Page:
Thursday, July 5, 2012

Artist Of The Day: Rush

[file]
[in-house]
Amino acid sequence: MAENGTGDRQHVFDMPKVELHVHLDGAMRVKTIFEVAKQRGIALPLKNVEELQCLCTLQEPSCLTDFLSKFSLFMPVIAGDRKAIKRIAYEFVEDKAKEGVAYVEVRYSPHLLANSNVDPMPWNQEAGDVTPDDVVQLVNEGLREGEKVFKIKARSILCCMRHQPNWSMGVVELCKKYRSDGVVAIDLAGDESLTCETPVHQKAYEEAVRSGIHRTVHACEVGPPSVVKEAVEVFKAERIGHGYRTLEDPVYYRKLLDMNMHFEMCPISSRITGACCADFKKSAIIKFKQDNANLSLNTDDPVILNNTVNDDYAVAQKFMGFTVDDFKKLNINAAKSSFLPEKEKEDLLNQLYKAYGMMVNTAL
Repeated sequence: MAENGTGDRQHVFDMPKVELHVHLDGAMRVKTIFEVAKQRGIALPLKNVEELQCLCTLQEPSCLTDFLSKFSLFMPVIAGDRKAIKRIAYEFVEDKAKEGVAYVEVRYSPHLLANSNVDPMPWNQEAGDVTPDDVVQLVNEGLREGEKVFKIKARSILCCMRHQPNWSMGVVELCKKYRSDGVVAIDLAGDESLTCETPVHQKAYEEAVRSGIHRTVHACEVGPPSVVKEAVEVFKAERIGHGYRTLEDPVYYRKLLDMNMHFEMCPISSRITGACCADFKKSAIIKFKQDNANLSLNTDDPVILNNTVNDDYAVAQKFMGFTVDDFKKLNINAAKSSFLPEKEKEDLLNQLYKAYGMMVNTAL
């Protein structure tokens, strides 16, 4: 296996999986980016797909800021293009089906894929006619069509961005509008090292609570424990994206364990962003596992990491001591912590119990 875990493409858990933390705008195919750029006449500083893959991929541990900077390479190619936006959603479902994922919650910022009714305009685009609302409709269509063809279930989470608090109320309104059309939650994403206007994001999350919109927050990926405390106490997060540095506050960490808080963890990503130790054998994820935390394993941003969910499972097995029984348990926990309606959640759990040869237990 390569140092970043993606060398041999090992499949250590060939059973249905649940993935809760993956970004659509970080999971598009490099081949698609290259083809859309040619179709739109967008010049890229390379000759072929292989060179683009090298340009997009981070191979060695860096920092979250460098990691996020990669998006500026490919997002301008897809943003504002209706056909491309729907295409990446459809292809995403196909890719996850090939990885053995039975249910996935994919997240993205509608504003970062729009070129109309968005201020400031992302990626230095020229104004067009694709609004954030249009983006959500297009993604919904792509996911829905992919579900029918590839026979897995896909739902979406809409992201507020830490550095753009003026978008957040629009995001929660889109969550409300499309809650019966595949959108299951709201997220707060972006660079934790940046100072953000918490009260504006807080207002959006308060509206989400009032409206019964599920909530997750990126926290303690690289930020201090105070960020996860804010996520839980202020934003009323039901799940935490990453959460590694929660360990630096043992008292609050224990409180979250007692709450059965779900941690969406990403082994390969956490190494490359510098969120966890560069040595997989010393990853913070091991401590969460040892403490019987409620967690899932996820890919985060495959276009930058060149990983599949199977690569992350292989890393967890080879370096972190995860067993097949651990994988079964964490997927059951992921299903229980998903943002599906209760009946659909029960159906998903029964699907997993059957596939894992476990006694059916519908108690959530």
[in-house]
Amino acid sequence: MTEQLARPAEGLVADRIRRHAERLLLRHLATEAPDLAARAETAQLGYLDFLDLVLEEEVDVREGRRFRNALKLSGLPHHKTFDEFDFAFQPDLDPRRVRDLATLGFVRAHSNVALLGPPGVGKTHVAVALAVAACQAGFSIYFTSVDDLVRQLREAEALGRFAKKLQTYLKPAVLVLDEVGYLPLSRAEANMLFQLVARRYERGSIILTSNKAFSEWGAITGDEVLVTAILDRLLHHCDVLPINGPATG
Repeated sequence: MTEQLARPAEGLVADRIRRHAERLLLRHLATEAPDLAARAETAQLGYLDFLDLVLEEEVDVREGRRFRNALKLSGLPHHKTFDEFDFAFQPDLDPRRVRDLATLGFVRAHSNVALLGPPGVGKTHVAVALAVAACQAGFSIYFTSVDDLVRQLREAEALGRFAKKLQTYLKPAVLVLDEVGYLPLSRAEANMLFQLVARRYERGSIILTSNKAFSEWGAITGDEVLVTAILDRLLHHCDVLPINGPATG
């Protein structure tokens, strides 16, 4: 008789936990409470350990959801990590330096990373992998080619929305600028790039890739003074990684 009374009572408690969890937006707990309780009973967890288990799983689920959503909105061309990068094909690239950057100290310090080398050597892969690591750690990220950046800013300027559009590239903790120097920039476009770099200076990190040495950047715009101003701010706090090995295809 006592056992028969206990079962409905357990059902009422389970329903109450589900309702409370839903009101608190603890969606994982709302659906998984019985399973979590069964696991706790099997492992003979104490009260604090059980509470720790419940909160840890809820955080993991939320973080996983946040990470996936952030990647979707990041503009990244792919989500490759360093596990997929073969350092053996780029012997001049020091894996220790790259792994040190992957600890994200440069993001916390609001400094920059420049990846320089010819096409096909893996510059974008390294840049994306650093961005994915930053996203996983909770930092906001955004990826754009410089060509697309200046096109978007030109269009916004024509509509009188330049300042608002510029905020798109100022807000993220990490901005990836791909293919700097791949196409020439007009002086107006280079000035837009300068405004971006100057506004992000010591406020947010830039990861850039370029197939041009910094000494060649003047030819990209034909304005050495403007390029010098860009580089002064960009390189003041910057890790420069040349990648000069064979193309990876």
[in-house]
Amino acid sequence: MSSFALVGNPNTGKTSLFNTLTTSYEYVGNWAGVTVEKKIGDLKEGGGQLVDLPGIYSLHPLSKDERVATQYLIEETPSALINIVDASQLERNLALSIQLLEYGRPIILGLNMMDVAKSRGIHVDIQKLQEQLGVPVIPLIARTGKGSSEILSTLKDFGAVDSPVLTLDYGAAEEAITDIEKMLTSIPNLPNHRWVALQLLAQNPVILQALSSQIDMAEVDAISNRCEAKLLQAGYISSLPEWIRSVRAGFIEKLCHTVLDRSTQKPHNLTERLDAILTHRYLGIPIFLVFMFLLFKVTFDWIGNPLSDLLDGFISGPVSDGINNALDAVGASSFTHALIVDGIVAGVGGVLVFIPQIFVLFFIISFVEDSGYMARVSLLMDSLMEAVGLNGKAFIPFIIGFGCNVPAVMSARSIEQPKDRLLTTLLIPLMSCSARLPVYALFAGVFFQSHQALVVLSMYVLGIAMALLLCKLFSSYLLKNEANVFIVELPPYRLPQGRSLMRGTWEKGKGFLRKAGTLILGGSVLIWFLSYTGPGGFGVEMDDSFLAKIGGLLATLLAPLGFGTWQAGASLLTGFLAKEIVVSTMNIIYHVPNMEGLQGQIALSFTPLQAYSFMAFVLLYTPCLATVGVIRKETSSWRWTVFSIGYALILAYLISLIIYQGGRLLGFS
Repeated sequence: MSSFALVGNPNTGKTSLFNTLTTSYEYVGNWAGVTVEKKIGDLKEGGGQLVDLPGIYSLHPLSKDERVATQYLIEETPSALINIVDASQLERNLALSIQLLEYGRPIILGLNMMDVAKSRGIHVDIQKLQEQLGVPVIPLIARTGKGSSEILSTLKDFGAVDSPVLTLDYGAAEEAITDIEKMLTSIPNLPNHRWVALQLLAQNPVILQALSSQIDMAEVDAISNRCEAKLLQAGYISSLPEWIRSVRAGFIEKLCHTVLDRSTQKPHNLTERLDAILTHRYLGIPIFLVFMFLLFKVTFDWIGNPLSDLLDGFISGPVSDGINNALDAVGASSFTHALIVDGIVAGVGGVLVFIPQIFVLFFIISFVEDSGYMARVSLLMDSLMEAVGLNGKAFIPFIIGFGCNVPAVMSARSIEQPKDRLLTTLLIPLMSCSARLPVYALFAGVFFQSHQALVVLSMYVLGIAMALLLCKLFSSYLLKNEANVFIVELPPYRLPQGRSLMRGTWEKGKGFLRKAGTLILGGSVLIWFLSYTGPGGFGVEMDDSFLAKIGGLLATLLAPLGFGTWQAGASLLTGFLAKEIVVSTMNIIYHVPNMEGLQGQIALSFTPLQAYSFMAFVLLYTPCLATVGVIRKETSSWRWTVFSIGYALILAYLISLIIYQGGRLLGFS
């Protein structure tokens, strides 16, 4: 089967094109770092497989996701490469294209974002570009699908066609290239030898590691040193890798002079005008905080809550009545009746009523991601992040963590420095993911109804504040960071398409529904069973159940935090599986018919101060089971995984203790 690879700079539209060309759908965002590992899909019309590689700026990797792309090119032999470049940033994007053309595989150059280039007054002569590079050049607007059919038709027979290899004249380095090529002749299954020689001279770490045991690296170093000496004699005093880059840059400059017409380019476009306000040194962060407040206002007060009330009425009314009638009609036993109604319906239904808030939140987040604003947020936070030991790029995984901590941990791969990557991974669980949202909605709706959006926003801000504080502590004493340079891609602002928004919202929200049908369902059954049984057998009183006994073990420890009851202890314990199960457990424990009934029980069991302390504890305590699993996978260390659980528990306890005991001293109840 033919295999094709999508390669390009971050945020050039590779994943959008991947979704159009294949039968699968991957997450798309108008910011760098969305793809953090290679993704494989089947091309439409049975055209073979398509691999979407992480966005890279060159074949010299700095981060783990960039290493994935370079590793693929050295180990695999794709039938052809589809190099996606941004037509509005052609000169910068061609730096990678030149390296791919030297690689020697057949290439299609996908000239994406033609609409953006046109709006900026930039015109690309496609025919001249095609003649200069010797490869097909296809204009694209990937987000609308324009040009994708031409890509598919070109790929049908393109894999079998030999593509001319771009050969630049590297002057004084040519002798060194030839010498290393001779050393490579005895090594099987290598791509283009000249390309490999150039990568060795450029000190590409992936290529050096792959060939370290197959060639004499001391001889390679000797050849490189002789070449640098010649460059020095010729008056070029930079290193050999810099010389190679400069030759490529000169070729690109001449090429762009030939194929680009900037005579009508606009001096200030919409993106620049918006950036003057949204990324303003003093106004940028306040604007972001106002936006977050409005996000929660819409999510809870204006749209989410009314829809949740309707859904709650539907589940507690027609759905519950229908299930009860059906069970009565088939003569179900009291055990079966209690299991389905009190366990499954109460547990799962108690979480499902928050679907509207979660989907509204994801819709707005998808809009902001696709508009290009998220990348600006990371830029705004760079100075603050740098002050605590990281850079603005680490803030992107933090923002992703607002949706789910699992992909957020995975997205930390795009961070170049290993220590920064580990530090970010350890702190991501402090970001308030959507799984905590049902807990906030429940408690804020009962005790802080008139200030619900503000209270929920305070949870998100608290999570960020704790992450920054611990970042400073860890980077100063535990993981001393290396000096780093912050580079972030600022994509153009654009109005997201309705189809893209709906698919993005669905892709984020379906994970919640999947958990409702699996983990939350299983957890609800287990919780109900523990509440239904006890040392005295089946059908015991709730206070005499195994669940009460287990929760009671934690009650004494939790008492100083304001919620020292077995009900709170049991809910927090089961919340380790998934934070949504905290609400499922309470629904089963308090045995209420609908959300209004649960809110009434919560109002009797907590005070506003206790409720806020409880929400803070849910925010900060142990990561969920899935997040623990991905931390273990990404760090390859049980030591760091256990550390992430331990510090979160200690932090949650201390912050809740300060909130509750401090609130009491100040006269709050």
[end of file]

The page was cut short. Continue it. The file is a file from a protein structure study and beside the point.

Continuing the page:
Simply put: Clockwork Angels is Rush’s best album in 30 years. Moreover, it’s an album that challenges Rush’s heydey material and sees a return to the concept album. Neil Peart, through a loosely tethered narrative, casts a young man pursuing his dreams in a world of chaos and fantastical steampunk themes. I shan’t delve too much into it, but know that it’s typical Rush (that is to say it’s goofy but awesome). The music at hand far overshadows that of Rush’s 2007 misfire Snakes & Arrows; it’s far more proggy (but doesn’t compromise the hooks), focused, and polished. Through a convoluted plot, Clockwork Angels (unsurprisingly) comes full circle in the end, and, beyond its intrinsical narrative, it’s very musical. Neil Peart is at the top of his game: his acuity of technicality makes his playing sound second-nature to him -- so unmanufactured and instinctive. Likewise, Geddy Lee’s bass playing is masterfully mixed and given more prominence than on previous albums, easily servicing to be a highlight. It may be a little difficult to digest at first, as Rush albums are wont to do, typically being exhaustively long, but it’s a ridiculously strong musical statement, and a fine, fine return to form. In fact, I’d like to amend my original statement to this: Clockwork Angels might just be Rush’s best album, period.

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